Thursday, September 30, 2010

New podcasts in September 2010 - Anne is a Man

Newly reviewed podcasts (14) this month:

Korea Society Podcast (review, site, feed)
Lectures recorded by the Korea Society containing a lot of Korean history content as well as contemporary Korean issues.

China History Podcast (review, site, feed)
Laszlo Montgomery's history of China.

Short history of Japan (review, site, feed)
Cameron Foster's history of Japan.

What is the stars (RTE) (review, site, feed)
Short monologues by astronomer Frances McCarthy pointing out a tidbit of astronomy and the history of astronomy.

Institut für Alte Geschichte und Altorientalistik - audio (review, site, feed)
Lectures at the Institute. Most of these are in German.

Philosophy 139x: Heidegger: Being and Time (Harvard) (review, site, feed)
Sean Kelly's teachings on Heidegger and his book Being and Time.

Rob Kall Bottom Up Radio Show (review, site, feed)
Dialogs about economics.

Metropolitan Museum of Art - Medieval Art (review, site, feed)
Lectures at the Museum about or related to new exhibitions.

Making Love in the Kitchen (review, site, feed)
Health podcast concentrating on right food, right ingredients and right cooking.

Office Hours (review, site, feed)
Dialogs about theory and research in Sociology.

Neuropod (Nature) (review, site, feed)
Short podcasts about issues related to neurology.

Roundtable (WAMC) (review, site, feed)
Extracts from the radio program Roundtable. Interviews, dialogs and more.

The ripple that drowns (review, site, feed)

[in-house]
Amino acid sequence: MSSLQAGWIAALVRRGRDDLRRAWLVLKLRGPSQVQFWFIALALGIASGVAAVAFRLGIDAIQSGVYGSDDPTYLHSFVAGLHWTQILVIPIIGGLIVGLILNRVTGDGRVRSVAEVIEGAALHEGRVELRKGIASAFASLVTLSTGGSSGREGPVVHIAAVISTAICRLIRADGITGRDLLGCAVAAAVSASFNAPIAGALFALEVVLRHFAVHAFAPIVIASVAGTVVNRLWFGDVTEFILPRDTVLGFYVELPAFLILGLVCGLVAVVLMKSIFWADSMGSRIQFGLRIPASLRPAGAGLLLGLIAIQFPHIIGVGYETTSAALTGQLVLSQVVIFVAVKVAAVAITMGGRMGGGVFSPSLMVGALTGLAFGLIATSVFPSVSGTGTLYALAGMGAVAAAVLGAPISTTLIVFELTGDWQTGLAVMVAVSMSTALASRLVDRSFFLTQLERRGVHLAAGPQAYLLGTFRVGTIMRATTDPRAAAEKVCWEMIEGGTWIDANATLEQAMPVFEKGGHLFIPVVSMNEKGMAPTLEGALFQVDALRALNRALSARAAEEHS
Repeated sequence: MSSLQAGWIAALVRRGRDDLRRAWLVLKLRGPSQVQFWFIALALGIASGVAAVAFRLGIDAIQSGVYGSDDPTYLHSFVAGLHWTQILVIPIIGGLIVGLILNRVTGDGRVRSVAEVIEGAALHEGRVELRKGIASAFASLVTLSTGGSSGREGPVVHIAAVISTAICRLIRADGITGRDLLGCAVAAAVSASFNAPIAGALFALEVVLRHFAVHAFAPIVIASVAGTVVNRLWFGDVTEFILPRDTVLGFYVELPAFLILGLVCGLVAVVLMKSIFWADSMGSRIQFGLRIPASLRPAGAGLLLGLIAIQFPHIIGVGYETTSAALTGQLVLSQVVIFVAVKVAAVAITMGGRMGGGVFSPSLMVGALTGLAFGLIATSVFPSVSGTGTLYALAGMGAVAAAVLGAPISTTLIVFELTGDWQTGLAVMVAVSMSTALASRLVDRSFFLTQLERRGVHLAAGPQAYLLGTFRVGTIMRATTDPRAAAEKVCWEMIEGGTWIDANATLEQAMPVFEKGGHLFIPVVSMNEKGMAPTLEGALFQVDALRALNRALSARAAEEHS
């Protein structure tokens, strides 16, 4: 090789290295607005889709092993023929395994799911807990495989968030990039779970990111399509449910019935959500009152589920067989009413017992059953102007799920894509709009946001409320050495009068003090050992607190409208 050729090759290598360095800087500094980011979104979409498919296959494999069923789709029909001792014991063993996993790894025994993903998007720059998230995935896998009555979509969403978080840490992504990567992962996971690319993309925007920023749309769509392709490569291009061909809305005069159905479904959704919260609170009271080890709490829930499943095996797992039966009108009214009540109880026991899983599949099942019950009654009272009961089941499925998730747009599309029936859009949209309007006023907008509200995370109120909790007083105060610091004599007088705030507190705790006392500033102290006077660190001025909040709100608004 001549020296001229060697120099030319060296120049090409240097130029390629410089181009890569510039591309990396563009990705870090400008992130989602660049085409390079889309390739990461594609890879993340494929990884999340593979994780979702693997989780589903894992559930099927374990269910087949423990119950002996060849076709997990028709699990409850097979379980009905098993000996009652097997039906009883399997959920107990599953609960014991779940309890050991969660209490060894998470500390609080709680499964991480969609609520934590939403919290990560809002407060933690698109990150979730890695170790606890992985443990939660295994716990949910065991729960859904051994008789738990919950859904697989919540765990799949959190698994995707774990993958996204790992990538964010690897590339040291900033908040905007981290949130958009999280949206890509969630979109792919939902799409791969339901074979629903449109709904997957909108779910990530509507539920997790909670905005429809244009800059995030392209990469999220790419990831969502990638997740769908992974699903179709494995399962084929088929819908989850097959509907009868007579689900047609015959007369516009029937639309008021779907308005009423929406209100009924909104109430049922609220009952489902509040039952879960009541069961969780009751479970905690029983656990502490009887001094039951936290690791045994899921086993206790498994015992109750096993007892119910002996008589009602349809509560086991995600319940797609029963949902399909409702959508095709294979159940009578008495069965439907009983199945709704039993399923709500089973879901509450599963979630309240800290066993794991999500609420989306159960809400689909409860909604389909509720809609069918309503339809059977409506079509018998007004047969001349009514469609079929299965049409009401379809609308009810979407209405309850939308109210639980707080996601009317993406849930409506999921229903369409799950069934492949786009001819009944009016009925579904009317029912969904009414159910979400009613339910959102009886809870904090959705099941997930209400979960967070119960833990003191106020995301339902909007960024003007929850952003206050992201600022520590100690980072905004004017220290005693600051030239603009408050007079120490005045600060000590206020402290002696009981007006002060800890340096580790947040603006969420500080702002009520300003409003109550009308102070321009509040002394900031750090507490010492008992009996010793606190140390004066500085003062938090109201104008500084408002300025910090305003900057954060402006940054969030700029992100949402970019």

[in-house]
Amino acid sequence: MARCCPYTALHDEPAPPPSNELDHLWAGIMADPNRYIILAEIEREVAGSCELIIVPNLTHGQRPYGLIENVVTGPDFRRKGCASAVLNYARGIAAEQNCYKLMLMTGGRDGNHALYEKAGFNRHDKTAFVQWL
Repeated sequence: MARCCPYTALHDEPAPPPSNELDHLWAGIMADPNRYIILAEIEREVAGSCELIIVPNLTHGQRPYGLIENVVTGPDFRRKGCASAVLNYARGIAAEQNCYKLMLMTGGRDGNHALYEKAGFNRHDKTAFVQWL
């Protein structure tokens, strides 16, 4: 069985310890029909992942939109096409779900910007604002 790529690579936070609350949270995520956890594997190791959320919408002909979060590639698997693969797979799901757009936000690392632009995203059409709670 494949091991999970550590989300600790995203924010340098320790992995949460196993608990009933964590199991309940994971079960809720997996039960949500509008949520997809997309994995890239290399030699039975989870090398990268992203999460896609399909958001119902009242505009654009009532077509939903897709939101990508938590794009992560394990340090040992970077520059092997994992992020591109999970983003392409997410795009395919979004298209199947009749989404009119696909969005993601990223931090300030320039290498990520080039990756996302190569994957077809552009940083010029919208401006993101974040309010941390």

Lecture about famines in China and Bengal.

Religion in history (Open University) (review, site, feed)
Assorted dialogs about religion and diversity accompanying a much wider (paid) course at the Open University.

Wednesday, September 29, 2010

Heads-up for 29 September 2010

Witness (BBC)
Silent Spring
When Silent Spring, a book about the effect of pesticides, was published in 1962 it prompted a new way of looking at the world. It was written by Rachel Carson, and her adopted son Roger Christie has been talking to Witness.
(review, feed)

Rear Vision
The Middle East conflict and the two-state solution
American president Barack Obama is committed to the Middle East peace process and the two-state solution. That is, that between the Mediterranean Sea and the Jordan River there should be two states: one Israeli and the other Palestinian. We take a look at the history of the two-state solution. First broadcast on 23 September 2009
(review, feed)

The China History Podcast
The Great Leap Forward
The Great Leap Forward ( 大跃进) from 1958-1960 caused death and suffering to dozens of millions of people. It sounded like a workable idea but it didn't turn out like Chairman Mao hoped. When looking back on the life of Mao Zedong, the Great Leap Forward is always viewed as a black mark against his legacy. I welcome you to listen to the podcast and learn all about what happens when central planning goes awry.
(review, feed)


New Books In History by Marshall Poe
Norman Naimark, “Stalin’s Genocides”
Absolutely no one doubts that Stalin murdered millions of people in the 1920s, 1930s and 1940s. His ruthless campaign of “dekulakization,” his pitiless deportation of “unreliable” ethnic groups, his senseless starvation of Ukrainian peasants, his cruel attempt to “cleanse” the Communist Party of supposed “enemies of the people”–all of these actions resulted in mass death. In total, Stalin is responsible for the murder of roughly 10 million Soviet citizens. Again, this is well established.